Going down under, Norwegian style
Europe’s first underwater restaurant to open in 2019 in Lindesnes, “the end of Norway”
Mona Anita K. Olsen, PhD
Going down under is a phrase I have heard since childhood. My dad’s job in the oil industry took us to Sydney, Australia, to live for a chapter of my life, and the expression used when people were coming to visit us was that they would be going down under.
The reference has recently been on my mind. In 2019, you will be able to not only continue to go down under in Australia, but also quite literally in Norway. The international architectural firm Snøhetta is building the first European underwater restaurant in Båly, a small village near Lindesnes, the southernmost point of Norway. The restaurant will be half-sunken into the sea with its building breaking the water’s surface to lie against a craggy coastline and so become part of its marine environment directly on the seabed below. The firm writes that it began as a “collaborative architectural and landscape workshop and has remained true to its trans-disciplinary way of thinking. Our work strives to enhance our sense of place, identity and relationship to others and the physical spaces we inhabit.”
The project description on Snøhetta’s website indicates that the name of the new restaurant “Under” has a double meaning, noting that the word under could just as well be translated from Norwegian into wonder (under.no). It will be a unique culinary experience with seafood and local specialties from woods, garden, and beach on the menu.
As an entrepreneurship professor who has a tremendous passion for the entrepreneurial ecosystem in Norway and teaches hospitality entrepreneurship in the Hotel School at Cornell, I am very excited about the future opening of Under from a number of perspectives, namely service, hospitality, architecture, entrepreneurship, and tourism. As a granddaughter of two Norwegians born in Lindesnes, Mary (Gabrielsen) and Arnold Olsen, and great-granddaughter to Jonni Gabrielsen, an entrepreneur from Lindesnes in the fishing and canning industries, I am even more excited that the region will be further highlighting its very natural entrepreneurial ecosystem and its natural connection to the sea.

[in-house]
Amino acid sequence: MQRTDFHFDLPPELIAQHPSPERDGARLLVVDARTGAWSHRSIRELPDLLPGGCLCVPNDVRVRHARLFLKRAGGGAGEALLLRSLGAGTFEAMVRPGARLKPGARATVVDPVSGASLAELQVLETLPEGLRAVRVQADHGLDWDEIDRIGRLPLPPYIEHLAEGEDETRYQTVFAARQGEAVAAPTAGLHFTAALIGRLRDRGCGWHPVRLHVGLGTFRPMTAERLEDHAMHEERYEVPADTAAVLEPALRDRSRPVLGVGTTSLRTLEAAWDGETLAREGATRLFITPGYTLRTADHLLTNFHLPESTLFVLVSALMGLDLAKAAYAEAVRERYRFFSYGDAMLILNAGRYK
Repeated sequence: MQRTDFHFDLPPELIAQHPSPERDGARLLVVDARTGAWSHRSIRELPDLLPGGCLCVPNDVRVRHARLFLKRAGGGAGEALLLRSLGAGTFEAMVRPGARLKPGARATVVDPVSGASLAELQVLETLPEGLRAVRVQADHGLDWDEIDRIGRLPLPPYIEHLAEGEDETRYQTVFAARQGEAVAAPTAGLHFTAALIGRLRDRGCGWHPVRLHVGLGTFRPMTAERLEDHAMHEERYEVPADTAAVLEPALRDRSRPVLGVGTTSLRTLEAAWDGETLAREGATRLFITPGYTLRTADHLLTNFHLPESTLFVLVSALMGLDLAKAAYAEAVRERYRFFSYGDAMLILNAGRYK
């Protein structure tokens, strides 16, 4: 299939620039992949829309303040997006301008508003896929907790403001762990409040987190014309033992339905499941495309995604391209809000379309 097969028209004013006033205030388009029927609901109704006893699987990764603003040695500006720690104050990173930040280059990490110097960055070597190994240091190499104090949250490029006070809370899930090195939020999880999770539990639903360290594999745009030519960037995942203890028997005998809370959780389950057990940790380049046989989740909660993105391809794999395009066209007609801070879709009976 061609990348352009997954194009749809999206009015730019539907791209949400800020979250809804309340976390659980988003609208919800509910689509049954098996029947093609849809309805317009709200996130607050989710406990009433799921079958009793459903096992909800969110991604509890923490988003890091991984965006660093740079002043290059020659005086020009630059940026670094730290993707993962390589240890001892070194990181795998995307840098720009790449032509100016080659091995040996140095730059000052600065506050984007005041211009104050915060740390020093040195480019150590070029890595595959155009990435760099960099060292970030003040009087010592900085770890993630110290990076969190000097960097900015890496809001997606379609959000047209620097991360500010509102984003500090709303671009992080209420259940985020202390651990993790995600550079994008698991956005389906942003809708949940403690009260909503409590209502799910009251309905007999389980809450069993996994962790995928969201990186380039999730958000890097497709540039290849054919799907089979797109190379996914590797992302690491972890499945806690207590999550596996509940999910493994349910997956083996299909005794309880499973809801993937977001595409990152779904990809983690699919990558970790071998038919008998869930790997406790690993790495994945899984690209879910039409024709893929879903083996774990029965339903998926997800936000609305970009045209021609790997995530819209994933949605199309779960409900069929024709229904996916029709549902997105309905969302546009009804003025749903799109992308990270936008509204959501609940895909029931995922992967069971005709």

The Lindesnes area is one of my favorite places to visit and also an area that gets tremendous tourist traffic, which will officially kick off again with the Easter (Påske) break. For anyone who has been to Norway during the Påskefeire season, it is a tremendous time for travel and reconnecting with family and nature. Easter is my favorite holiday, and being able to celebrate in southern Norway is always a delight.The Lindesnes Fyr (lighthouse; lindesnesfyr.no) in southern Norway is an iconic gem. Symbolizing the southernmost tip of the relatively long country, the lighthouse is a tourist attraction in most marketing brochures that I have seen for southern Norway. I have fond memories of childhood drives, stopping at my grandma’s friend’s house, known as Ruth på Fyren, for delicious fresh waffles. At the Lindesnes Fyr, there is a recently updated museum where thoughtful displays explore subjects such as the symbolism of light and local industry. An informative video plays in a theater built into the rocks. There is a gift shop, a café, and places to grab food nearby. Summer has the most options. Besides exploring the lighthouse itself, my favorite experience is to visit the art installation housed within the rock formations. I have also heard it is quite the experience to sleep overnight in the lighthouse.